Knowing What to Take if You Have to Evacuate

If you believe you’re not currently at risk of evacuation, it’s probably sufficient for you to ‘just’ have an inventory list drawn up detailing what you would take if the situation were to change.  If you are in a high-risk nation however, then getting your emergency inventory together and ready to go will be critically important.

You need to ask yourself the following: “if I only had ten minutes to get out of my home, what would I take with me?”  Because in absolute reality, you may only be given 10 minutes warning in the event of a disaster or a threat.

Either make a list, or gather together the items you regard as being of high priority and keep in mind the fact that you will have to physically carry what you collect.

Whatever you decide to ‘save’ and take with you will be personal to you: but your list should probably include the likes of the following: –

Passports and ID
Essential personal papers relating to births, marriages, bank accounts, insurances and investments
Cash, travellers cheques and credit cards
Plenty of water as well as water purification tablets
First aid kit
Essential medications (such as prescribed drugs, pain-killers and anti-diarrhoea remedies for example)
Torch and spare batteries
Map and/or sat nav (and charger)
Mobile phone and charger (ideally containing all emergency contact details such as the embassy’s number, the phone number for airliners who carry from your nation’s airports, the airport numbers and contact details for family, friends and of course emergency support services’ details too (personally I would suggest you have these numbers backed up in paper form in case you lose your phone…))
High-energy food in the form of at least gels or bars
High value small items such as jewellery
Blankets or sleeping bags
Sanitary items (wet wipes can be used in many situations!)

You may want to take large high value items such as your TV, laptop or expensive artwork – but seriously, if you have to run, you will only be able to take what you can carry.

Those at high risk of evacuation should have a ready-to-run emergency evacuation pack in place for every member of the family.  If you have children, think about what you need to have to hand to look after them, and which items they will struggle to be happy without.  If you can only carry one toy, make sure it’s their favourite.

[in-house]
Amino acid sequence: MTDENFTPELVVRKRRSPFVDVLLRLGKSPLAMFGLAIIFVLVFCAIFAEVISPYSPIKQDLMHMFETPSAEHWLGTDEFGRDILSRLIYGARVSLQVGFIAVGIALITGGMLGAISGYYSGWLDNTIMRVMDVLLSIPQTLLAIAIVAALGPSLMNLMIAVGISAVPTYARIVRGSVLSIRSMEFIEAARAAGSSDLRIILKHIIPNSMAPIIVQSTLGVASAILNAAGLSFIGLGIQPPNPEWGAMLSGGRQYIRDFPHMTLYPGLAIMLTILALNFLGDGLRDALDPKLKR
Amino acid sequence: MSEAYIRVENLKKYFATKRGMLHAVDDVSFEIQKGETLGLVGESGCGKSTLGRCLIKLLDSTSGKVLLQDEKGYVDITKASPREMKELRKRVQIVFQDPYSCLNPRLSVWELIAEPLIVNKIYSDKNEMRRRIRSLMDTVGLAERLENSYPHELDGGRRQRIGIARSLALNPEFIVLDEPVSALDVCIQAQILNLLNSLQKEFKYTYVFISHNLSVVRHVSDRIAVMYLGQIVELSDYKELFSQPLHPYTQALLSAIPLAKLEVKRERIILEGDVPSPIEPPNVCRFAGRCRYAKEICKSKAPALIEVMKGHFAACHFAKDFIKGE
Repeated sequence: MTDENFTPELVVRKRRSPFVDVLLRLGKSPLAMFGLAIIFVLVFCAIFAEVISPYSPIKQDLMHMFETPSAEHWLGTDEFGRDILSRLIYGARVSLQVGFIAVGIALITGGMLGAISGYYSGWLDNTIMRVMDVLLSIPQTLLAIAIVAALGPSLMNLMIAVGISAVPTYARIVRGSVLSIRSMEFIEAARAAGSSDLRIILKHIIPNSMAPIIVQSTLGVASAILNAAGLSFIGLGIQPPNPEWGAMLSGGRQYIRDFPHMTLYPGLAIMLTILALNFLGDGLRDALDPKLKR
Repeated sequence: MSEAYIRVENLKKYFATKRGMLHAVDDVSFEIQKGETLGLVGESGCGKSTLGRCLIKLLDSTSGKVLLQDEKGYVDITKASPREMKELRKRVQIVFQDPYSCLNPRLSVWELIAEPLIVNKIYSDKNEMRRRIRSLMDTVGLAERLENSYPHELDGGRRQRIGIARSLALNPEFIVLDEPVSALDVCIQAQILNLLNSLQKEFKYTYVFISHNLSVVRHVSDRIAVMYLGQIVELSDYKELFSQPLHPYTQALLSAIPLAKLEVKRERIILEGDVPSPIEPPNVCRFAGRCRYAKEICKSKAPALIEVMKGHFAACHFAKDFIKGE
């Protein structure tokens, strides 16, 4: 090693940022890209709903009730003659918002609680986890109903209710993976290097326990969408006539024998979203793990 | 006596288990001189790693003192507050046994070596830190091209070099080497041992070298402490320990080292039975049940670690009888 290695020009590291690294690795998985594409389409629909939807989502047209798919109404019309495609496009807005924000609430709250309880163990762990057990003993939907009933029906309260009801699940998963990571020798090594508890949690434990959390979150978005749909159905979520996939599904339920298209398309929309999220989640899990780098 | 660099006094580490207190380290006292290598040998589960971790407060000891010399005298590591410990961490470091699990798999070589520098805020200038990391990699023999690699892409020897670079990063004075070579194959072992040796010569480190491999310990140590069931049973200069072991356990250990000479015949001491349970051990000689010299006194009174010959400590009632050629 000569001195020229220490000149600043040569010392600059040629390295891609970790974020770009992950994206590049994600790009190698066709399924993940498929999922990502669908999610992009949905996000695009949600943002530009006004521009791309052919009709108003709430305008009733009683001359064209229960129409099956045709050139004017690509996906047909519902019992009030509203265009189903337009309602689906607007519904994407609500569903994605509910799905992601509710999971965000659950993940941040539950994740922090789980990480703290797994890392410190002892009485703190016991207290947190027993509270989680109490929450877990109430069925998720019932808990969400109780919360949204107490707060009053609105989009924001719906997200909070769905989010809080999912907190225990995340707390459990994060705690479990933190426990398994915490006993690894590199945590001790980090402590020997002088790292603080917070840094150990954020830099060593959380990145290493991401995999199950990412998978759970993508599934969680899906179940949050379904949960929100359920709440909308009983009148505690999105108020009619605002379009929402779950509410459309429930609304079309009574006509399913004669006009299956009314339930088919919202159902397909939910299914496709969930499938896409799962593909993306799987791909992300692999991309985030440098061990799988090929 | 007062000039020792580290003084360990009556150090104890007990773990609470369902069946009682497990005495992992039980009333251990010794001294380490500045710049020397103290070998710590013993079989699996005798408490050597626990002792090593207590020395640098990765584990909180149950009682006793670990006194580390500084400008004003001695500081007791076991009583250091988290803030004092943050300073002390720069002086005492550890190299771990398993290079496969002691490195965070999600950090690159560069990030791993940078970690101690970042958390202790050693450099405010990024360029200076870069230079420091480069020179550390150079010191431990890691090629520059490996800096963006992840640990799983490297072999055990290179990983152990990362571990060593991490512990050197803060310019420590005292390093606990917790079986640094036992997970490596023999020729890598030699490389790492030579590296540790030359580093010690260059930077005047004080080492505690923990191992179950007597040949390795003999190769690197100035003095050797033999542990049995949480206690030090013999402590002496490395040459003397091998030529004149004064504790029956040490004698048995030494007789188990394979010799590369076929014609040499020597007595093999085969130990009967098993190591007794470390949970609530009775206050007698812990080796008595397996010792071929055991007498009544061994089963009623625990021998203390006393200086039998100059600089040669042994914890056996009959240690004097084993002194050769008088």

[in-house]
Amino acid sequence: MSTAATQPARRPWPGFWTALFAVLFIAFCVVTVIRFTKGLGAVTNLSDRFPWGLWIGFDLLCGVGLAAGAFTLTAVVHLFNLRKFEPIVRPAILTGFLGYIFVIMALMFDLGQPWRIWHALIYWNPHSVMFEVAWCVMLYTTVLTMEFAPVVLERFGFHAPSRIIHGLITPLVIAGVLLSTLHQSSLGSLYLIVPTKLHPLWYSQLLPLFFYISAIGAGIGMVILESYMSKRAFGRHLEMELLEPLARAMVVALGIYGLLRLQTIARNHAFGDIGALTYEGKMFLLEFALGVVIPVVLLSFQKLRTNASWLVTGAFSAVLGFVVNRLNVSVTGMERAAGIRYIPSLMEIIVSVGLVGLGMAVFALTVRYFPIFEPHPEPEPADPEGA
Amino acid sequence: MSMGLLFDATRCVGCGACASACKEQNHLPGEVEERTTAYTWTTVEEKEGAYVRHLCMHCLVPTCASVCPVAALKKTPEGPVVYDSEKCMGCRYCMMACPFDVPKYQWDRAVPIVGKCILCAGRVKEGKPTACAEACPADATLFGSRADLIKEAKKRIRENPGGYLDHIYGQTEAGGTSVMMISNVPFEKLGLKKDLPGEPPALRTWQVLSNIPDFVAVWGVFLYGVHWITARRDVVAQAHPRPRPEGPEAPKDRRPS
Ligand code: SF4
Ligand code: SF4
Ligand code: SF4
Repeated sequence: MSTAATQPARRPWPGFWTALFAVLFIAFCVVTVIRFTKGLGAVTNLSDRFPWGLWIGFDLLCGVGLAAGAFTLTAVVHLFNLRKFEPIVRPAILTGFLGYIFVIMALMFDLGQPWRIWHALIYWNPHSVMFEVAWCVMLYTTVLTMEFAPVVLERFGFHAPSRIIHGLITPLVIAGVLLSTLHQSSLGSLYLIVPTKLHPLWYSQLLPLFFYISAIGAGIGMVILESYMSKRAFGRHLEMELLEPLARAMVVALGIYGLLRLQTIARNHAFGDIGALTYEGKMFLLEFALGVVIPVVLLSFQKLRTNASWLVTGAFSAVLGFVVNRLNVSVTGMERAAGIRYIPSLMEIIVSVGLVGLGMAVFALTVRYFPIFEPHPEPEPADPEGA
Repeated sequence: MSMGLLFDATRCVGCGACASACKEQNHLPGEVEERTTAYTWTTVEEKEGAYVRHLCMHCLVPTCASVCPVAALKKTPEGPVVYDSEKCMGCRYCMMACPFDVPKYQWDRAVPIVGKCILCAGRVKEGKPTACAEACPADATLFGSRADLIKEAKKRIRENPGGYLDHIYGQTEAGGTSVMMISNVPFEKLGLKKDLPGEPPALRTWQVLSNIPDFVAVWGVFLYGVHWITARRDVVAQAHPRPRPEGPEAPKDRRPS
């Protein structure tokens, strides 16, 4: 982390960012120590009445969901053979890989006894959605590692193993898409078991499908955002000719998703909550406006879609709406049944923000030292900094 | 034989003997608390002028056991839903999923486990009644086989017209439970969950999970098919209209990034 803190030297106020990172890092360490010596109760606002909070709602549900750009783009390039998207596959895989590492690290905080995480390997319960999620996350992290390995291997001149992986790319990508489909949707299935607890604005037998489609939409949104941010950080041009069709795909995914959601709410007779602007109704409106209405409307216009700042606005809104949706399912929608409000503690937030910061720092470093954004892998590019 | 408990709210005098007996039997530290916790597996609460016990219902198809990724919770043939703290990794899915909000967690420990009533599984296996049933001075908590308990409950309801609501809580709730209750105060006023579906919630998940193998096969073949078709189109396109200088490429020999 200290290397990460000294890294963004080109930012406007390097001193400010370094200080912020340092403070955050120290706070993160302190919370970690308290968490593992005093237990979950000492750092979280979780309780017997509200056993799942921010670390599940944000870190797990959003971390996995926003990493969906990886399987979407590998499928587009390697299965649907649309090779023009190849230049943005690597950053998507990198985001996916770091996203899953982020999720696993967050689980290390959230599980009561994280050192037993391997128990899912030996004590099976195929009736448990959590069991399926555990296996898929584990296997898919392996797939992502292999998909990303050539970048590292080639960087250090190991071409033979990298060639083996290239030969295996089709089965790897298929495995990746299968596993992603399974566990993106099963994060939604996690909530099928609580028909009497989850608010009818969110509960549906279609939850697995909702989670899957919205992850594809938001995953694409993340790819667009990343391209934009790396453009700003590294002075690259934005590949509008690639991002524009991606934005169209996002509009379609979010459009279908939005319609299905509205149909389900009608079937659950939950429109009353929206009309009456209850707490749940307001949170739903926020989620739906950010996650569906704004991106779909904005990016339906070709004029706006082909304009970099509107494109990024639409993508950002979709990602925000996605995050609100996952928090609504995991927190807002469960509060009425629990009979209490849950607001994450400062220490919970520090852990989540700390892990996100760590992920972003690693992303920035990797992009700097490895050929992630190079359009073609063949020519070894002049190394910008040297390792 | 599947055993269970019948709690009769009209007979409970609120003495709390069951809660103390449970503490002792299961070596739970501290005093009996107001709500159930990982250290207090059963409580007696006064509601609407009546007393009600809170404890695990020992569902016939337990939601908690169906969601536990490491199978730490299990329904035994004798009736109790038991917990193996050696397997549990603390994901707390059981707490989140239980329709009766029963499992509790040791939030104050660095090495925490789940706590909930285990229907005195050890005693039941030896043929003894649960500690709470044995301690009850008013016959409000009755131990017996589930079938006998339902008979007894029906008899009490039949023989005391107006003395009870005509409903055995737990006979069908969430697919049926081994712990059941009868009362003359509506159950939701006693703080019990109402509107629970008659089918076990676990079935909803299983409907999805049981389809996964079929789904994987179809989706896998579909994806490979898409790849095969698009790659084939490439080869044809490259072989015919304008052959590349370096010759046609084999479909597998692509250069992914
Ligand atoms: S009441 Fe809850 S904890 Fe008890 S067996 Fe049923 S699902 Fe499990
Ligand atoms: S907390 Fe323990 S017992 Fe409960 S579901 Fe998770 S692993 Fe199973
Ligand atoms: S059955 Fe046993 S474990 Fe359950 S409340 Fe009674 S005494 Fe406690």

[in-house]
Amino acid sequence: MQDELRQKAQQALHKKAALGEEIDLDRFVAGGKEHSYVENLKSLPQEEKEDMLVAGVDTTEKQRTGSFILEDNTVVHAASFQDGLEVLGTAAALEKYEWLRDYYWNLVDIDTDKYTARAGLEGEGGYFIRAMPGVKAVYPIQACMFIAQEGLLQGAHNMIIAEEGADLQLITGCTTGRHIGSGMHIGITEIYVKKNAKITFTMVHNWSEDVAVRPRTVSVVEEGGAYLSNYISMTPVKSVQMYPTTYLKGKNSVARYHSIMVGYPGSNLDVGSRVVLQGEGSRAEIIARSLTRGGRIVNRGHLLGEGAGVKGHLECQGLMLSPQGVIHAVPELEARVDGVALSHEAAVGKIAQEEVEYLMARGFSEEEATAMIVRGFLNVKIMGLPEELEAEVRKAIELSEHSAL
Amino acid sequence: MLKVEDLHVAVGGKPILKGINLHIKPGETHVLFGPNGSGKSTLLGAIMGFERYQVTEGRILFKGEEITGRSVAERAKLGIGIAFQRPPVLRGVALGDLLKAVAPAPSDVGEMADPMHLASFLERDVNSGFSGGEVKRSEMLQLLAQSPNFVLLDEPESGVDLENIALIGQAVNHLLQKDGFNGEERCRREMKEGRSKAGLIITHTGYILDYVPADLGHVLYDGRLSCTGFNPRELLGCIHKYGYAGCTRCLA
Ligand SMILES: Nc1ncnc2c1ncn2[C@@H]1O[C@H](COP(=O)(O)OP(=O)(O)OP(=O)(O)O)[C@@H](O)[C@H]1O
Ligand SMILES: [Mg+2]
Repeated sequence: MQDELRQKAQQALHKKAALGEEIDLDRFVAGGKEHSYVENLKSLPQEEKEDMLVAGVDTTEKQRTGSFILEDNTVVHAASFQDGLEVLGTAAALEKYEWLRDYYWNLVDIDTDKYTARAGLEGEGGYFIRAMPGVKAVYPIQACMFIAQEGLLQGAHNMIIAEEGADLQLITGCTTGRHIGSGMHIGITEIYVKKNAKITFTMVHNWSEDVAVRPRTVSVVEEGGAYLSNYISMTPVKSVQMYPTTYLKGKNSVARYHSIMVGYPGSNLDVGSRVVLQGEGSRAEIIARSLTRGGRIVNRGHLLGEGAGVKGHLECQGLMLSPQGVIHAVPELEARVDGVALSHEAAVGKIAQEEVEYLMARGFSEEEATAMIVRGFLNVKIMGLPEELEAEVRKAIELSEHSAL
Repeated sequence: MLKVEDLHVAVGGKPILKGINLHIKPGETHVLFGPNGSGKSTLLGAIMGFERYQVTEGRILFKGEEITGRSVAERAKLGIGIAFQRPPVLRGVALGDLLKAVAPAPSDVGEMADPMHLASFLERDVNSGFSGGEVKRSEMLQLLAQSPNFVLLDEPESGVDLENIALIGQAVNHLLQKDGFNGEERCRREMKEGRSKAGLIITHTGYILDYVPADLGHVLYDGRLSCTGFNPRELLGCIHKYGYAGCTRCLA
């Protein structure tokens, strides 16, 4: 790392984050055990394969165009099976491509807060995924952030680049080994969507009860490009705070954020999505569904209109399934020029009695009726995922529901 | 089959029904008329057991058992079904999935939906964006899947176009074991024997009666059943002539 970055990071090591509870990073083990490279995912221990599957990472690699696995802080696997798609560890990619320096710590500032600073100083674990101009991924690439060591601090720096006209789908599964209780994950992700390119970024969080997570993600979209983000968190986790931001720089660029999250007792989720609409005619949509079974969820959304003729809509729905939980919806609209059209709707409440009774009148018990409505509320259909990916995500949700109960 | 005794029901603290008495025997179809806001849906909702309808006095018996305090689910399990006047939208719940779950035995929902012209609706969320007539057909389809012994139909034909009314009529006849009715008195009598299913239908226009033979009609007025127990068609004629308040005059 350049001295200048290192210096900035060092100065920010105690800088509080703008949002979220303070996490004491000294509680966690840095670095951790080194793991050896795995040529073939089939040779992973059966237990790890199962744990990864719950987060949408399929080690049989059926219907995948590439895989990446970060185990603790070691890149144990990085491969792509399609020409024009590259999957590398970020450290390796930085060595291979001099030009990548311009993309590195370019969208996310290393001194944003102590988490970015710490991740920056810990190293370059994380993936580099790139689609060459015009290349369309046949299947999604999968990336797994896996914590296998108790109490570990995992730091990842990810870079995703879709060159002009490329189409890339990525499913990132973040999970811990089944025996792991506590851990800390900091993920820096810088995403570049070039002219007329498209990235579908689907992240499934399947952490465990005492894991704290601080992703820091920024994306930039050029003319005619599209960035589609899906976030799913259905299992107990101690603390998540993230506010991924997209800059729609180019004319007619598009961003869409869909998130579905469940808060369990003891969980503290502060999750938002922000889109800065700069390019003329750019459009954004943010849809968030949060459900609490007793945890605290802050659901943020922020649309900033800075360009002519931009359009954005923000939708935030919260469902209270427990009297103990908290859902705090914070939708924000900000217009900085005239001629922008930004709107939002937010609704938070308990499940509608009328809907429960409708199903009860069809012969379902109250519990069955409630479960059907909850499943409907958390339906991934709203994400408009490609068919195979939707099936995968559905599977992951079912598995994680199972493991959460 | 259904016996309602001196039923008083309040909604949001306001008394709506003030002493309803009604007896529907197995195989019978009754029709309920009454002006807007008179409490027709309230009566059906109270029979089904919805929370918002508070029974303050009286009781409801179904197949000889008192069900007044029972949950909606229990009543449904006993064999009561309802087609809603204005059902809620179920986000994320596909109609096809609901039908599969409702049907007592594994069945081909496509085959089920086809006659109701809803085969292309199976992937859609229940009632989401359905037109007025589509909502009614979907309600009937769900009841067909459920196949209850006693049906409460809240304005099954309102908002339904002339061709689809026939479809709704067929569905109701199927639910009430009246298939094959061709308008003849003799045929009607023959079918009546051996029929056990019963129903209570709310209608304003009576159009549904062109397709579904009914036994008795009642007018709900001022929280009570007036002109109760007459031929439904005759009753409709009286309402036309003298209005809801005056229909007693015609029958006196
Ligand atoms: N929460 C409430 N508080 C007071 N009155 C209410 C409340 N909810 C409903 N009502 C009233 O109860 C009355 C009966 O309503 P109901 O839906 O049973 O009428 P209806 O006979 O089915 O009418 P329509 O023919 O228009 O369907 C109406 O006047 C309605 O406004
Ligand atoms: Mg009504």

The time you spend now planning and packing will be time well invested in the event that you have to get out fast.  You could save yourself valuable minutes and ensure nothing essential or of high value is left behind.

Final Words of Emergency Evacuation Advice

Personally I can’t believe that I could flee a country in the event of an emergency and leave my pet dog behind – but of course it could come to that.  You have to think of an animal’s welfare as far as you possibly can, and see if there are any workable solutions such as asking a local national to take in your pet and shelter it if only people from your ethnic, religious or national background are at threat and need to evacuate.

However, the bottom line is that there may come a time where you have to decide between leaving and perhaps saving yourself and your family, or staying to save your pet and putting yourself at very high risk.  Please think this eventuality through in advance calmly to see if there is a solution – but if there is no solution, you may have to abandon your animals.  As stated, I cannot comprehend this reality – and I hope no one ever has to face it…

If you’re evacuating by car to another country or another location in your current nation then chances are you will be able to take your pet – so as part of your planning you will have to include their essentials with your own luggage – don’t forget to have their pet passport or records of their inoculations with your own key paperwork.

Keep the fuel tank of your car full – and talk through the potential of an evacuation with your partner and children so that you are all briefed, aware and you have each discussed what the reality could entail.  At the time you will need everyone to be pulling in the same direction and helping each other if you’re to get through it as calmly as possible.

And finally, the worst eventuality could be that you cannot return to your home abroad – so revisit your inventory list and ensure you’re taking everything you truly need and want.